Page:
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ON GENERAL HENRY WITHERS,

IN WESTMINSTER-ABBEY, 1729.

HERE, WITHERS, rest! thou bravest, gentlest mind,
Thy country's friend, but more of human kind.
O born to arms! O worth in youth approved !
O soft humanity, in age beloved !
For thee the hardy veteran drops a tear,
And the gay courtier feels the sigh sincere.

WITHERS, adieu ! yet not with thee remove
Thy martial spirit, or thy social love !
Amidst corruption, luxury, and rage,
Still leave some ancient virtues to our age :
Nor let us say (those English glories gone)
The last true Briton lies beneath this stone.

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Of manners gentle, of affections mild;
In wit, a man ; simplicity, a child :
With native humour tempering virtuous rage,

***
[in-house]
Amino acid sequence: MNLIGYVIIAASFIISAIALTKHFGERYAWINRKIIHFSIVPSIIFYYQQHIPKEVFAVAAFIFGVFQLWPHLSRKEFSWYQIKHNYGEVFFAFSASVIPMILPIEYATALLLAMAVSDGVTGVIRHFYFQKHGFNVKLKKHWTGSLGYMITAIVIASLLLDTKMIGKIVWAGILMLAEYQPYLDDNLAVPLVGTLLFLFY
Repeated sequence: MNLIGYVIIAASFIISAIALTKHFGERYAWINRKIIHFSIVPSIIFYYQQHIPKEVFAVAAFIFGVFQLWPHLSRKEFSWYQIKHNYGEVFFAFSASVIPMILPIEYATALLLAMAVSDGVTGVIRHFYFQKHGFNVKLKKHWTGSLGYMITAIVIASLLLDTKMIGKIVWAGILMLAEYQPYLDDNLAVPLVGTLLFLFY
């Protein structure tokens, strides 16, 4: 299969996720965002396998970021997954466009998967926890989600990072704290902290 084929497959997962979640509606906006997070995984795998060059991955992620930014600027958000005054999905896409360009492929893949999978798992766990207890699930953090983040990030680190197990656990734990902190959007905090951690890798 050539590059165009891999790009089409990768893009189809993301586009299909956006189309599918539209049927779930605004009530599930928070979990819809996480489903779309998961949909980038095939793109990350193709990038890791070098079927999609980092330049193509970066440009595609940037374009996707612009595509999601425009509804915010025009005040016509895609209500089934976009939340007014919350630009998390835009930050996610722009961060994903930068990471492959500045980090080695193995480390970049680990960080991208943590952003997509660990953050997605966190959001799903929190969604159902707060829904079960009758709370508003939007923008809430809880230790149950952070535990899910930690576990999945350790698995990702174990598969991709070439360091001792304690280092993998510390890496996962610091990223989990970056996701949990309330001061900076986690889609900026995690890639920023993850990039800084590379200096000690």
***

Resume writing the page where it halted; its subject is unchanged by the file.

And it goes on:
Form’d to delight at once and lash the age.
Above temptation, in a low estate,
And uncorrupted even among the great:
A safe companion, and an easy friend,
Unblamed through life, lamented in thy end.
These are thy honours! not that here thy bust
Is mix'd with heroes, or with kings thy dust;
But that the worthy and the good shall say,
Striking their pensive bosoms--Here lies Gay.

XII.

INTENDED FOR SIR ISAAC NEWTON,

IN WESTMINSTER-ABBEY.

ISAACUS NEWTONUS:

Quem Immortalem
Testantur Tempus, Natura, Coelum :

Mortalem

Hoc marmor fatetur. Nature and Nature's laws lay hid in night: God said, Let Newton be! and all was light.

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ON EDMUND DUKE OF BUCKINGHAM, WHO DIED IN THE NINETEENTH YEAR OF HIS AGE, 1735.

If modest youth, with cool reflection crown'd,
And every opening virtue blooming round,
Could save a parent's justest pride from fate,
Or add one patriot to a sinking state ;
This weeping marble had not ask'd thy tear,
Or sadly told, how many hopes lie here!
The living virtue now had shone approved,
The senate heard him, and his country loved.
Yet softer honours and less noisy fame
Attend the shade of gentle BUCKINGHAM :
In whom a race, for courage famed and art,
Ends in a milder merit of the heart;
And chiefs or sages long to Britain given,